Mid-month spot market check-in: Reefer, van rates rise even as demand indicators fall

The number of available loads of spot truckload freight fell 8% while truck posts jumped more than 11% during the week ending Nov. 15, said DAT Freight & Analytics, which operates the the DAT load board network.

Van, refrigerated, and flatbed load-to-truck ratios each fell by double digits, although loads of fresh and frozen food are abundant during the lead-up to Thanksgiving.

The national average van ratio was 4.2, down from 5.2 the previous week, while the reefer ratio was 9.8, down from 11.75. The flatbed load-to-truck ratio declined from 34.4 to 28.5.

That didn’t translate to lower rates immediately.

For the month of November thus far, as shown, only platform loads were down from October highs.For the month of November thus far, as shown, only platform loads were down from October highs.

On a week to week basis, van and reefer pricing improved compared to the previous week, on a national average basis:
**Van: $2.45 per mile, up 1%
**Reefer: $2.67 per mile, up 3.6%
**Flatbed: $2.43 per mile, virtually unchanged week over week

Trends to watch

The turkey trot | On DAT’s 72 highest-volume lanes for refrigerated freight, the average spot rate was higher on 51 lanes, 17 lanes showed no significant change, and just four lanes were lower. Volume on these lanes was up 7.4% compared to the previous week on the strength of food and beverage freight, which is up 95% year over year.

In the days leading up to Thanksgiving, capacity tends to tighten, especially in Midwest markets where there is a heavy concentration of turkey farms, feed sources, and processing plants.

Turkey sales (whole birds and cuts) are up with shoppers buying turkey four times more often this year than in 2019. Compared to the national average reefer rate, rates in the five leading turkey-producing states — North Carolina, Minnesota, Arkansas, Missouri, and Indiana — were up 23 cents a mile last week.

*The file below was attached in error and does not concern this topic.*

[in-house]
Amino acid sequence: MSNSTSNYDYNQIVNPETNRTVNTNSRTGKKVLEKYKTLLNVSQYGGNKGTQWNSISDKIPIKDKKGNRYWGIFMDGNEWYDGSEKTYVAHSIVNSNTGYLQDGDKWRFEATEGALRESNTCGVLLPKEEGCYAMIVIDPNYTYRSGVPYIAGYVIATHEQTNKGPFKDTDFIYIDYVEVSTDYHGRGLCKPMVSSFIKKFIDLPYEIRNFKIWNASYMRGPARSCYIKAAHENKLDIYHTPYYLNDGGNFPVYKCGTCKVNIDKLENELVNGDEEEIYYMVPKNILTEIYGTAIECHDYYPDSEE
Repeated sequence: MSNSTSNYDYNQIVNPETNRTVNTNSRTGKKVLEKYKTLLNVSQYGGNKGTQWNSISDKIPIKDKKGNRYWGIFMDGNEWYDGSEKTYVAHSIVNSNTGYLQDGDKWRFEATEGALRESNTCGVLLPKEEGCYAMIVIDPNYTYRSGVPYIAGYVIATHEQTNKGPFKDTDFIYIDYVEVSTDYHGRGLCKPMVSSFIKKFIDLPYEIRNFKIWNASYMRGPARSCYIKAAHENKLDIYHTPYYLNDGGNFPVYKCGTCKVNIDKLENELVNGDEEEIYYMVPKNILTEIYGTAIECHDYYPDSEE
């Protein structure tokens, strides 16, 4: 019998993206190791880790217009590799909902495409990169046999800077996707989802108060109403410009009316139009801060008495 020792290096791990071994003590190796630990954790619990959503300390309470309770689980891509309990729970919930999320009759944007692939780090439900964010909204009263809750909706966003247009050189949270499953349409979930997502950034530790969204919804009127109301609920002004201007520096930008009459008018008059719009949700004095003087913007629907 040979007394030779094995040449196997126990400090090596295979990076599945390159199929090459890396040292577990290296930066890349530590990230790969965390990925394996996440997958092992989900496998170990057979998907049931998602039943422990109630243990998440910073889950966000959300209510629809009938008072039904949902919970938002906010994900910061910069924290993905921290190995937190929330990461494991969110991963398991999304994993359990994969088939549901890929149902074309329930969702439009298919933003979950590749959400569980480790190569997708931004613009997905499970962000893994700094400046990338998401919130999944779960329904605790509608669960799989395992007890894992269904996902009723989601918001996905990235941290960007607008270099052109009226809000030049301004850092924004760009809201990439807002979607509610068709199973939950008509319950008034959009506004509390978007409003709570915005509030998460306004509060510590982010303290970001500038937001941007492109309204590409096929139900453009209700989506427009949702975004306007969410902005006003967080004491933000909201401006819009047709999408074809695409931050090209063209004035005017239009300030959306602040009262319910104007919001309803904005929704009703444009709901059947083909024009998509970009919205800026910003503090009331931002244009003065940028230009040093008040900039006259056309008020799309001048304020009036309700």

Van freight moves inland | Outbound volumes from Los Angeles were down 13% and from Ontario, California, down 7% week over week. That’s good news because it indicates that the surge in imports that has snarled ports in Southern California and elsewhere on the West Coast is moving inland.

The average spot rate was higher on 42 of DAT’s top 100 van lanes by volume. Twenty lanes were neutral and 38 saw rates fall. Notably, the number of inbound loads to Memphis — a major distribution hub for retail goods — was up 8% compared to the previous week.

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While the national average van load-to-truck ratio declined last week, the spot market continues to produce opportunities for truckers. Freight volumes are up 67% with 5% fewer trucks posted for loads compared to the same week in 2019.

Home sales and flatbed freight | A good signal of demand in the flatbed sector is the Fannie Mae Home Purchase Sentiment Index (HPSI). While it inched up slightly to 81.7 in October, the third consecutive month of increases, the HPSI is down 7.1 points year over year. The survey-based report indicates that consumers are more optimistic about both home-buying and home-selling conditions, but are pessimistic about their personal finances and employment outlook.

Flatbed freight continues to cool with volumes down 7% week over week in DAT’s top 10 flatbed markets. Volumes from Little Rock, Arkansas, the No. 1 market, plummeted by 26% week over week.

Nationally, a 7% decrease in flatbed load posts and 9% increase in truck posts provides no evidence of upward rate pressure.